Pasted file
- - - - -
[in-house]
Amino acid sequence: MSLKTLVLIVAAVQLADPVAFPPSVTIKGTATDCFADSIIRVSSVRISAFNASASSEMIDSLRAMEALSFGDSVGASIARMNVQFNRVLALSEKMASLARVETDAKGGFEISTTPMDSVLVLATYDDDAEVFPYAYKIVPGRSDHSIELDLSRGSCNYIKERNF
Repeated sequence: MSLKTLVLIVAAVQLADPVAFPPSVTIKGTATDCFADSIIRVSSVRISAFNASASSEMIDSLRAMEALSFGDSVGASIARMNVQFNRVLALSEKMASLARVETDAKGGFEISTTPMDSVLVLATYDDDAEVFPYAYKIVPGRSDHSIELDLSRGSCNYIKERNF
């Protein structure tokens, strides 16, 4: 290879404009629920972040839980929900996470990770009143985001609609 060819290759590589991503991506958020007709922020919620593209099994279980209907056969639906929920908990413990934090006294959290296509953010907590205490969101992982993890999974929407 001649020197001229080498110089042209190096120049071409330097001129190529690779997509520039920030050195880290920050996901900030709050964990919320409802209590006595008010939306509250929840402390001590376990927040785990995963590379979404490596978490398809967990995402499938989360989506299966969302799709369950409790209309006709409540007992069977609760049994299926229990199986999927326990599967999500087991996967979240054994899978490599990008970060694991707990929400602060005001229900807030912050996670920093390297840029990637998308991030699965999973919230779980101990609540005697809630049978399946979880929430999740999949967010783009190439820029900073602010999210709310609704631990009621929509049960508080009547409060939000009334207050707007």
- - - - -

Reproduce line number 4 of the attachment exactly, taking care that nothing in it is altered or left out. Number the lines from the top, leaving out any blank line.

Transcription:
């Protein structure tokens, strides 16, 4: 290879404009629920972040839980929900996470990770009143985001609609 060819290759590589991503991506958020007709922020919620593209099994279980209907056969639906929920908990413990934090006294959290296509953010907590205490969101992982993890999974929407 001649020197001229080498110089042209190096120049071409330097001129190529690779997509520039920030050195880290920050996901900030709050964990919320409802209590006595008010939306509250929840402390001590376990927040785990995963590379979404490596978490398809967990995402499938989360989506299966969302799709369950409790209309006709409540007992069977609760049994299926229990199986999927326990599967999500087991996967979240054994899978490599990008970060694991707990929400602060005001229900807030912050996670920093390297840029990637998308991030699965999973919230779980101990609540005697809630049978399946979880929430999740999949967010783009190439820029900073602010999210709310609704631990009621929509049960508080009547409060939000009334207050707007």